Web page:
IBM to help curb Beijing's pollution [China Daily: Hong Kong Edition]
(China Daily: Hong Kong Edition Via Acquire Media NewsEdge) IBM Corp announced on Monday in the United States that it had signed a contract with the Beijing municipal government to determine the basic elements of emissions to help predict air quality in the Chinese capital.
The US embassy in Beijing and China's government have been publicly reporting real-time pollution levels to local residents. The government initiates emergency measures when fine particulate matter (PM 2.5) concentrations rise too high, including regulating factory production and limiting the number of vehicles on the road. IBM said it hopes to create a tailor-made system for the region.
"By applying supercomputing processing power, scientists from IBM and the Beijing government aim to create visual maps showing the sources and dispersions of pollutants across Beijing 72 hours in advance with street-scale resolution. This capability does not exist today," Steve Tomasco, IBM Research's director of communications, wrote in an e-mail to China Daily on Monday.
IBM's cognitive computing systems will learn from streams of real-time data generated by the city's air-quality monitoring stations, meteorological satellites and IBM's new-generation optical sensors, he said.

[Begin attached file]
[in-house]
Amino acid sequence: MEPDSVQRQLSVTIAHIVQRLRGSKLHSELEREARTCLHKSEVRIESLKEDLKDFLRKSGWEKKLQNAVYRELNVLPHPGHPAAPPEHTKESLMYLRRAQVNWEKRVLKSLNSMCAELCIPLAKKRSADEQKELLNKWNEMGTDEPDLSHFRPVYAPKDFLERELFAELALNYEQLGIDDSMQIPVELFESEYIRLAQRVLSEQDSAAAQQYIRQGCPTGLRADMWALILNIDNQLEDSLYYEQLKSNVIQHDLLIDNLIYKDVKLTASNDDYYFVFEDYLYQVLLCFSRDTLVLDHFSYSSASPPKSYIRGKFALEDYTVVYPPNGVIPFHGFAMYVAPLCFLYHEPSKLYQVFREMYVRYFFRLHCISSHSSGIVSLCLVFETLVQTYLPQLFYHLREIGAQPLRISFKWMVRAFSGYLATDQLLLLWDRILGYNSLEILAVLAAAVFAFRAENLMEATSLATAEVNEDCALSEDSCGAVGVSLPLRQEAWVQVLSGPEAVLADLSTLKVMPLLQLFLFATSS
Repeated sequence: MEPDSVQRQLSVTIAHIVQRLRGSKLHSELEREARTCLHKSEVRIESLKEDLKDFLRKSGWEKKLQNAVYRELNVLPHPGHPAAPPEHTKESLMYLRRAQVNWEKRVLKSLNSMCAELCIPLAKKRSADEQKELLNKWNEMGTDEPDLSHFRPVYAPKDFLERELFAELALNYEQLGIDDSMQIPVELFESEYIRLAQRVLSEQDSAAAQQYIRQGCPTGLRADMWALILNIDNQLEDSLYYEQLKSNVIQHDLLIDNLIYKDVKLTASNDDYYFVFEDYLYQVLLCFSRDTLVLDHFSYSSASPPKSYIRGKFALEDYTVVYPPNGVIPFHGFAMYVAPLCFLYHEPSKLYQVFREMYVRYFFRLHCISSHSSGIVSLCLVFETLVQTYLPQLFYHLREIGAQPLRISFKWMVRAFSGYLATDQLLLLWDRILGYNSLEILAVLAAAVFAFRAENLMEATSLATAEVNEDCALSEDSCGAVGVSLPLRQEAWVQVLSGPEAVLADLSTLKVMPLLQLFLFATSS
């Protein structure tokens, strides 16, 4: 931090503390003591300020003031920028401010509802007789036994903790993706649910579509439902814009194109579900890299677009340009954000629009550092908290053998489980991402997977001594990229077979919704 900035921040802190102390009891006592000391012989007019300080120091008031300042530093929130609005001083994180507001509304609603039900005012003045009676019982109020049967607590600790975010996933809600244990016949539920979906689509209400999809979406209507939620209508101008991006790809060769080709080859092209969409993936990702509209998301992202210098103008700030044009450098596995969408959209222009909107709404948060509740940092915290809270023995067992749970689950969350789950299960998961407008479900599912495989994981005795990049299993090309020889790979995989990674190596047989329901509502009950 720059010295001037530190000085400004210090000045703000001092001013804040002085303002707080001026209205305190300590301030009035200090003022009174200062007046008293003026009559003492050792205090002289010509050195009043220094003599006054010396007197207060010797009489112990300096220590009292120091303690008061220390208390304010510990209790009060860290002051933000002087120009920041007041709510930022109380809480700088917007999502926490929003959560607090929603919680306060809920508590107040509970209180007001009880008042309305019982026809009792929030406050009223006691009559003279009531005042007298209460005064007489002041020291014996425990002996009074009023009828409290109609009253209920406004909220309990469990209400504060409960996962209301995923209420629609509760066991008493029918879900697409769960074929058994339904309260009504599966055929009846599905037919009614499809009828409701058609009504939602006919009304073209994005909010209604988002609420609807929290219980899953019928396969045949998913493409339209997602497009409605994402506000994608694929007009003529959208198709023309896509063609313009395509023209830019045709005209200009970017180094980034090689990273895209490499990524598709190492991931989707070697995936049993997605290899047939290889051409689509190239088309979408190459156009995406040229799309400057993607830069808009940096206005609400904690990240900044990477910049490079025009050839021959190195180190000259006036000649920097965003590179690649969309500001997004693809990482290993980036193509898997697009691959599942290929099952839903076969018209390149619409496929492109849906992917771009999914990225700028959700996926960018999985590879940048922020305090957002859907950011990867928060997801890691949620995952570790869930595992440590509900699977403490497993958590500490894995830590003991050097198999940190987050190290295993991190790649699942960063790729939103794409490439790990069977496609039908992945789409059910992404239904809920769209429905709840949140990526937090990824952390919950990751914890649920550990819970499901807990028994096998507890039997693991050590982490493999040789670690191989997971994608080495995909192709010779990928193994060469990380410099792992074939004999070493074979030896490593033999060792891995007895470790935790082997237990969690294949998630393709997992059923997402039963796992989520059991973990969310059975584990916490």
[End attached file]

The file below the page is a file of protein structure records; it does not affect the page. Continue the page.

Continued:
Xiaowei Shen, director of IBM Research-China, said the system could suggest preventive measures to keep the city's air quality from approaching hazardous levels by providing data to adjust production at certain factories or to limit car traffic, as well as alert citizens about air-quality issues, he said.
"IBM Research can provide a lot of value to Beijing and other Chinese cities that are facing significant pressure to better monitor, respond to and address air pollution issues," Wang Tao, resident scholar of the energy and climate program at the Beijing-based Carnegie-Tsinghua Center for Global Policy, told the Quartz Internet news site.
But Ma Haibing, senior research associate and China program manager at the WorldWatch Institute in Washington, warned that "IBM technologies per se are definitely not the solution to China's emerging problems. IBM can only provide the very basic raw computing and modeling power of dealing with environmental challenges."
IBM's work with Beijing on air pollution is part of the company's "Green Horizon" initiative, part of which involves helping China better manage its electrical grid.
The announcement on Monday came as the company seeks to counter declining sales in China, where revenue fell 20 percent last quarter, hurt by decreasing hardware spending, Bloomberg News reported.
China is reviewing whether domestic banks' reliance on IBM's high-end servers compromises the nation's financial security, Bloomberg News reported on May 27. IBM said in May it wasn't aware of any government policy recommending against use of its servers.
(China Daily 07/09/2014 page16)
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